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Amplifying Social Impact through Resilience: An Interview with the DSCI's George Bailey on Digital Supply Chains

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What if I told you that when managing supply chains for social-benefit enterprises and NGOs, optimization and cost-effectiveness aren't enough?

Looking back on the pre-pandemic world, supply chain strategists' laser focus on these two goals was deceptively limiting. Even if an organization's main suppliers are operating at maximum output, there's no guarantee that they'll continue this way if, for instance, a key factory has to shut down for two weeks while all employees quarantine. In other words, pre-pandemic supply chains didn't focus enough on resilience. Social-benefit enterprises and NGOs tend to be vulnerable supply chain-wise because they either aren't solely focused on profit or are literally not-for-profit. Holly Spicer, Director of Finance & Operations at Save the Children, sums up the problem well: "Orders that used to be able to take days can now take months due to production shutting down or reconfiguring operations around the world."

So if resilience is the new holy grail in supply chain management, how can we achieve it? George Bailey, Executive Director and Chief Research Officer of the Digital Supply Chain Institute (DSCI), has some ideas. As an intern at the Center for Global Enterprise, I've coordinated with the DSCI to help advance its mission of translating often-overwhelming theory into actionable advice. Whether you're a raw-materials company at the start of supply chains that serve social-benefit enterprises or an NGO on the receiving end, the pandemic is a critical time to rethink your role as supplier or customer. In this interview, Mr. Bailey speaks from both perspectives to help suppliers and customers better understand each other's needs and in turn, amplify their social impact.


First off, what does it mean to call a supply chain “digital”? What kind of new technologies are at the core of the digital supply chain?

Like most things in life, simple labels are never enough to describe reality. When I say digital supply chain, many think it means taking your current manual processes and automating them; in other words, making the current supply chain process digital. The reality is that a digital supply chain is much more than that. It is a process that starts with deep knowledge of the customer and concludes with creating a supply chain that delivers new value to the customer. In order to make that happen, you need digital technology. For example, one big trend we see is shifting production to locations that are closer to the customer. That way, customers get what they want, quicker, and there is less risk than in a more global footprint. I also see a lot of progress being made using algorithms to understand customer needs and decide production volumes. And we see more 3D technology being used to shift supply locations while controlling cost. A digital supply chain optimizes all of the things that make a customer happy and controls cost. Our research indicates that the supply chain should, on average, increase revenue by 10%. Member company Under Armour provides a good example of how the supply chain can do a “Frontside Flip” [the name of a major DSCI research initiative and white paper] and turn a traditional back office supply chain function into one that delights customers.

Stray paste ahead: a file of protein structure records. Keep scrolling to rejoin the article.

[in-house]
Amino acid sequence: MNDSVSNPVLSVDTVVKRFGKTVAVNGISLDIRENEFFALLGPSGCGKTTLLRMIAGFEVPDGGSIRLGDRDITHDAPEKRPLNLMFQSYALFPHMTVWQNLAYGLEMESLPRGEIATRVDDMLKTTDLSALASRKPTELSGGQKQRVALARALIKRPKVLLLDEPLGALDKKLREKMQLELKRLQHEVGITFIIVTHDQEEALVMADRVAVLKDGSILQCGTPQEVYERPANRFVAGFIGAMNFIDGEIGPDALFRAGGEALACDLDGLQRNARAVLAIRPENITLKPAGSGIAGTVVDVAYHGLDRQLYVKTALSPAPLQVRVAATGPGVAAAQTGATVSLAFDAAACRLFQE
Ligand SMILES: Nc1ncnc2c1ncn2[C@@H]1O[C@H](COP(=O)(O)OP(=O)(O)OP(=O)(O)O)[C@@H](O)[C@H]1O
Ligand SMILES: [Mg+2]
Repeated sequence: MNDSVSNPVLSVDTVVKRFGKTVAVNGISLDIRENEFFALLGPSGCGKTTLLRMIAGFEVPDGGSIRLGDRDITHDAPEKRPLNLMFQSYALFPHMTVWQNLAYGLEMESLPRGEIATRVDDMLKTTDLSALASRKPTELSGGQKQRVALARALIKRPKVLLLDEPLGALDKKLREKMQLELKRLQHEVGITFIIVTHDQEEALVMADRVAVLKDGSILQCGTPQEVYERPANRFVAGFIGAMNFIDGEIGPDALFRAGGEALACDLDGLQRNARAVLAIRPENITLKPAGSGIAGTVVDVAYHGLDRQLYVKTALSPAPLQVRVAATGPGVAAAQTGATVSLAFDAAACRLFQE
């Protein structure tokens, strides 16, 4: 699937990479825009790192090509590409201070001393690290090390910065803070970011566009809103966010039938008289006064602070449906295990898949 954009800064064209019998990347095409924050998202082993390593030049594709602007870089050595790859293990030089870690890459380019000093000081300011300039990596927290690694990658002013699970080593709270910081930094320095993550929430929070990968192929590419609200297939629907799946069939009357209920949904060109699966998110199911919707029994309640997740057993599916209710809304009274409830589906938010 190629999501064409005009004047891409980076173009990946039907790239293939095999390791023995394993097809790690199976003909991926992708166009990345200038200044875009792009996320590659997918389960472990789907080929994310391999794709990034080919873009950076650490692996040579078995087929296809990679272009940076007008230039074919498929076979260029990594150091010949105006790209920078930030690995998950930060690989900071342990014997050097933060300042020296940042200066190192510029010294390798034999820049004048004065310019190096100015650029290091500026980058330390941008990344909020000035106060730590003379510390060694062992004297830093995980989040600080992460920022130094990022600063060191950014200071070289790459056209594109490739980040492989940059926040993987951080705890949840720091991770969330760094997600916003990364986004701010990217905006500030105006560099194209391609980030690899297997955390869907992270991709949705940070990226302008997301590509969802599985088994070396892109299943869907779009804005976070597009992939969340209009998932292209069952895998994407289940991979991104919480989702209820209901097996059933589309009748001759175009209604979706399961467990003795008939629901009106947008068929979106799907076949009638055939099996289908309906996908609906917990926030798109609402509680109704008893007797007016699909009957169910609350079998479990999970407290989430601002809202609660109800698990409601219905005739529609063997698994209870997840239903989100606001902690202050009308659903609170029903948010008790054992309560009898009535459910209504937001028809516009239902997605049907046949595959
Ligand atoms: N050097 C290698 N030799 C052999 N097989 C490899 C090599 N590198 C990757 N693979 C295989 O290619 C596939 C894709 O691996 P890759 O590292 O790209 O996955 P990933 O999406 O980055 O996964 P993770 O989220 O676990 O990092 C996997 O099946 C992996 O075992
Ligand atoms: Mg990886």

What steps would an organization need to take to perform a successful digital transformation? What benefits would digitization provide them?

The first step is doing a deep dive on what the New Customer [also the name of a major research initiative at the DSCI] wants. We use the term New Customer because our research shows that there's a growing set of customers with a very new set of expectations. For example, people want much quicker delivery, they want to know how their peers experienced the product or service. Just look at how Uber changed the world by offering customers the car transportation supply chain on their phone! A digital supply chain will operate at lower costs, gain customers, and boost revenue. Dell is one of [the DSCI's] members and they have done an outstanding job of digitizing their supply chain in these challenging times.